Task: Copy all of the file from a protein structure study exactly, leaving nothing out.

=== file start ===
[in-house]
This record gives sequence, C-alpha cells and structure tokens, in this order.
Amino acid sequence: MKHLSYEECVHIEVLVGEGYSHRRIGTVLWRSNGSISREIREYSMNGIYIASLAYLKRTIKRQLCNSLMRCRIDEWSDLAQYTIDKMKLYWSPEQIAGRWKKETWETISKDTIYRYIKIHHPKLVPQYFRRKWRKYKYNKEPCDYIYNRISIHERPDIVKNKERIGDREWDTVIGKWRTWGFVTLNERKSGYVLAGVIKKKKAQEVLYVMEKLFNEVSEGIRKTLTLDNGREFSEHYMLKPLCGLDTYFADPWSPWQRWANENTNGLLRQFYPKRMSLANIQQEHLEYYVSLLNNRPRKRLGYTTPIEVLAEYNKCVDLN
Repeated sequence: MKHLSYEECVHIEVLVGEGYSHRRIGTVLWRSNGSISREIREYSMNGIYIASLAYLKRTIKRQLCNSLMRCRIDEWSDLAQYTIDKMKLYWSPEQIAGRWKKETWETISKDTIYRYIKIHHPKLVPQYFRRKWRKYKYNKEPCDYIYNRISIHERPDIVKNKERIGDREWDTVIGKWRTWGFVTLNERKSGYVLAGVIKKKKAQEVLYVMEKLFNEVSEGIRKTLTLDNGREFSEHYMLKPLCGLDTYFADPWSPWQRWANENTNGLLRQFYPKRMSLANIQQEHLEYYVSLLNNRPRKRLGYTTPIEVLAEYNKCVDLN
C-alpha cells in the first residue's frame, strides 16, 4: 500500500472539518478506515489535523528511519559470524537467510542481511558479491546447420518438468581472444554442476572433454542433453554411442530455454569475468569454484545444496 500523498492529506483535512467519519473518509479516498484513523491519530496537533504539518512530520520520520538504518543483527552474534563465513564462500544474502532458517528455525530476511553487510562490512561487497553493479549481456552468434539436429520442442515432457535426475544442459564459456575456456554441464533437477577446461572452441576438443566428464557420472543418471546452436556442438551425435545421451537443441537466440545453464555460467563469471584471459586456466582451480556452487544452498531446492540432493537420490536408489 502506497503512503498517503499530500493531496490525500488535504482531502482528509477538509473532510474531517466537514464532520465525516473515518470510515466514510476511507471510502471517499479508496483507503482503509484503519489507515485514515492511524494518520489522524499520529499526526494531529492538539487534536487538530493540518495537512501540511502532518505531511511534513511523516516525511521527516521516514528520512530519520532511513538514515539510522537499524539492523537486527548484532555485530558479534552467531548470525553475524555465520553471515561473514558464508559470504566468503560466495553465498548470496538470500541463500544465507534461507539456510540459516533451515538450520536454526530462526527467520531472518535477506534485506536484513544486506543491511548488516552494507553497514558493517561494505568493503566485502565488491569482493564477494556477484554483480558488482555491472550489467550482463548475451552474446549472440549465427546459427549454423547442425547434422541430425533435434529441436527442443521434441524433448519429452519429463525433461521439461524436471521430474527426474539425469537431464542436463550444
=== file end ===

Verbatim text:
[in-house]
This record gives sequence, C-alpha cells and structure tokens, in this order.
Amino acid sequence: MKHLSYEECVHIEVLVGEGYSHRRIGTVLWRSNGSISREIREYSMNGIYIASLAYLKRTIKRQLCNSLMRCRIDEWSDLAQYTIDKMKLYWSPEQIAGRWKKETWETISKDTIYRYIKIHHPKLVPQYFRRKWRKYKYNKEPCDYIYNRISIHERPDIVKNKERIGDREWDTVIGKWRTWGFVTLNERKSGYVLAGVIKKKKAQEVLYVMEKLFNEVSEGIRKTLTLDNGREFSEHYMLKPLCGLDTYFADPWSPWQRWANENTNGLLRQFYPKRMSLANIQQEHLEYYVSLLNNRPRKRLGYTTPIEVLAEYNKCVDLN
Repeated sequence: MKHLSYEECVHIEVLVGEGYSHRRIGTVLWRSNGSISREIREYSMNGIYIASLAYLKRTIKRQLCNSLMRCRIDEWSDLAQYTIDKMKLYWSPEQIAGRWKKETWETISKDTIYRYIKIHHPKLVPQYFRRKWRKYKYNKEPCDYIYNRISIHERPDIVKNKERIGDREWDTVIGKWRTWGFVTLNERKSGYVLAGVIKKKKAQEVLYVMEKLFNEVSEGIRKTLTLDNGREFSEHYMLKPLCGLDTYFADPWSPWQRWANENTNGLLRQFYPKRMSLANIQQEHLEYYVSLLNNRPRKRLGYTTPIEVLAEYNKCVDLN
C-alpha cells in the first residue's frame, strides 16, 4: 500500500472539518478506515489535523528511519559470524537467510542481511558479491546447420518438468581472444554442476572433454542433453554411442530455454569475468569454484545444496 500523498492529506483535512467519519473518509479516498484513523491519530496537533504539518512530520520520520538504518543483527552474534563465513564462500544474502532458517528455525530476511553487510562490512561487497553493479549481456552468434539436429520442442515432457535426475544442459564459456575456456554441464533437477577446461572452441576438443566428464557420472543418471546452436556442438551425435545421451537443441537466440545453464555460467563469471584471459586456466582451480556452487544452498531446492540432493537420490536408489 502506497503512503498517503499530500493531496490525500488535504482531502482528509477538509473532510474531517466537514464532520465525516473515518470510515466514510476511507471510502471517499479508496483507503482503509484503519489507515485514515492511524494518520489522524499520529499526526494531529492538539487534536487538530493540518495537512501540511502532518505531511511534513511523516516525511521527516521516514528520512530519520532511513538514515539510522537499524539492523537486527548484532555485530558479534552467531548470525553475524555465520553471515561473514558464508559470504566468503560466495553465498548470496538470500541463500544465507534461507539456510540459516533451515538450520536454526530462526527467520531472518535477506534485506536484513544486506543491511548488516552494507553497514558493517561494505568493503566485502565488491569482493564477494556477484554483480558488482555491472550489467550482463548475451552474446549472440549465427546459427549454423547442425547434422541430425533435434529441436527442443521434441524433448519429452519429463525433461521439461524436471521430474527426474539425469537431464542436463550444